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Lydford Gorge by Joe Eynon

In 2017 we road-tripped to Cornwall and wanted a rest stop along the way, and we're always eager to explore new places, so we picked a place on the map and aimed for it.

We'd chosen an area in Mid-Devon called Lydford Gorge. It's a part of Devon owned and managed by The National Trust, and on past experiences we've found that The National Trust do an amazing job, so we were pretty sure we'd find somewhere special.


What it gave us was more than we could of imagined. The gorge is the deepest river gorge in the South West of the UK with a spectacular 30 metre waterfall called "The White Lady". There is a circular well maintained and sign posted walk around the gorge taking in the woodlands, farmland, river and waterfall. 


The first half of the walk takes you through the woodland, high above the river and to the top of the waterfall. We were lucky enough to go on a sunny day and enjoyed the golden light falling on us through the leaves.

Then you walk down a steep set of steps to the bottom of the fall. You follow the path along the rivers edge, some bits can get slippy here, so be careful, until you climb again to the Devil's Cauldron! This is a swirling pool of water through the cliffs which you can almost climb into. As you drop down to the Cauldron the temperature really drops and as it does the noise level goes up. You can sense nature's fury all around you so the name seems very appropriate!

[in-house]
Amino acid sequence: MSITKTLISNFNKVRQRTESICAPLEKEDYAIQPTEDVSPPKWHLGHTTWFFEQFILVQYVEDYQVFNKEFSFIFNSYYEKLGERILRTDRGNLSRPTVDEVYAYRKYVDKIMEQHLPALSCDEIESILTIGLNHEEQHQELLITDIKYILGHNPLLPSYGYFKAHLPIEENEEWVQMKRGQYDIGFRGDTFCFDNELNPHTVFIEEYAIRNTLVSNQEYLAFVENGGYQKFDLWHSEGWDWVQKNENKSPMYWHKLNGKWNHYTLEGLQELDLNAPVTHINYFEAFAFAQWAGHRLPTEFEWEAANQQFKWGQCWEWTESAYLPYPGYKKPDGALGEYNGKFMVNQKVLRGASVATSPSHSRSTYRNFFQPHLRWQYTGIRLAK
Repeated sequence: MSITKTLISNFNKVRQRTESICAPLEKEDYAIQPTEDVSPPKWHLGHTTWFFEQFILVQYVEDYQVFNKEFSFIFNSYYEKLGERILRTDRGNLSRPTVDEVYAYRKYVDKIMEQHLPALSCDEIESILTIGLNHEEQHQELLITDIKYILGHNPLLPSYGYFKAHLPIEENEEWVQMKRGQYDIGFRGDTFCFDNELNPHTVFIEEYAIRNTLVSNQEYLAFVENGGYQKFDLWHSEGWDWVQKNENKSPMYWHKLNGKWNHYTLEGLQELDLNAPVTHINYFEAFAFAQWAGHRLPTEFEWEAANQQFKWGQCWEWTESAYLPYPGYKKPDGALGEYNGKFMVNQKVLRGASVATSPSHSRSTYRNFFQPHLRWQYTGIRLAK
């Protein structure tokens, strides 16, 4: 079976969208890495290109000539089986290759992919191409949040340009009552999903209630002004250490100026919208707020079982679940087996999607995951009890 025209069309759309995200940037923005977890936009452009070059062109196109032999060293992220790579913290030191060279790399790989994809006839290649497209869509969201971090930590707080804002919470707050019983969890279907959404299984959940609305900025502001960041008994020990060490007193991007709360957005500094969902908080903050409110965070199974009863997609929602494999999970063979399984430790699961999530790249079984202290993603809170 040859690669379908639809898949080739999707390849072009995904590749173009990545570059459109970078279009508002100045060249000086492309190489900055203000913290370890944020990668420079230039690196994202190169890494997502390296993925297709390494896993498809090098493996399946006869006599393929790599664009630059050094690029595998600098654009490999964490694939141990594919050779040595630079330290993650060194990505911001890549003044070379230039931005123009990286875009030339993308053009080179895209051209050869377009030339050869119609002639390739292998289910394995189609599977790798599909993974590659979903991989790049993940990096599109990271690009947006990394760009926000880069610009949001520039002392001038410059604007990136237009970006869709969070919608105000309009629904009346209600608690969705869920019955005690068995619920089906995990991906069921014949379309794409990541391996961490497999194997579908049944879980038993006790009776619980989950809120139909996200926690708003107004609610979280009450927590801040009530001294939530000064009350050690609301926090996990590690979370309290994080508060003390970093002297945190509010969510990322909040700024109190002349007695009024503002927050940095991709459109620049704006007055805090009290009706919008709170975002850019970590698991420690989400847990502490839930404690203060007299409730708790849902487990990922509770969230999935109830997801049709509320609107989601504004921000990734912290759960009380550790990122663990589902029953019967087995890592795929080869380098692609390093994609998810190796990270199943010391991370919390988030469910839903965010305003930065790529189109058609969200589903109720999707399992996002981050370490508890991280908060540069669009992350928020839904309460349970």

The total walk takes around an hour, but longer if you stop to take photos and have a sniffing dog with you, like we did! It is the perfect hidden retreat deep in the Devonshire countryside.

For more from the great man himself visit:


Motorcycle Diaries - "To The Pyrenees" by Fabio Purroy

It is friday evening when my mind comes back to the times when I used to pack & get ready for a  family roadtrip to Ordesa Valley. I remember the two and a half hour journey, listening to Dire Straits on most of it and the road… that simple two-way country road along its 170km, where the white line divides those who left from those who return.


However, some years after the highway came to replace the winding road. Four monotonous lanes, which reflect the haste and priority of people for the destination instead of the trip itself. Do not get me wrong, I am not a critic of the highways but a lover of the old routes. What I experienced from them.


Friday evening. Preparing my backpack again, just like 16 years ago. Hours later, early in the morning, the single piston starts the ride.

Leaving the city, the way goes sheltered by the forested hills of  Elorz Valley. You need 30 minutes to reach Loiti pass and then you see them for the first time. As the last of the horizons, the Pyrenees.


After skirting Yesa lake, the road enter into Huesca territory. At this point different directions get through the adjacent valleys. The trot of the engine sounds between the walls of the canyon, the flow of the river accelerates as you gain height and the small mountain towns are lost after each curve.


So once again, like years back, the aim of the destination is given by the feeling to reach it. It resides on the road.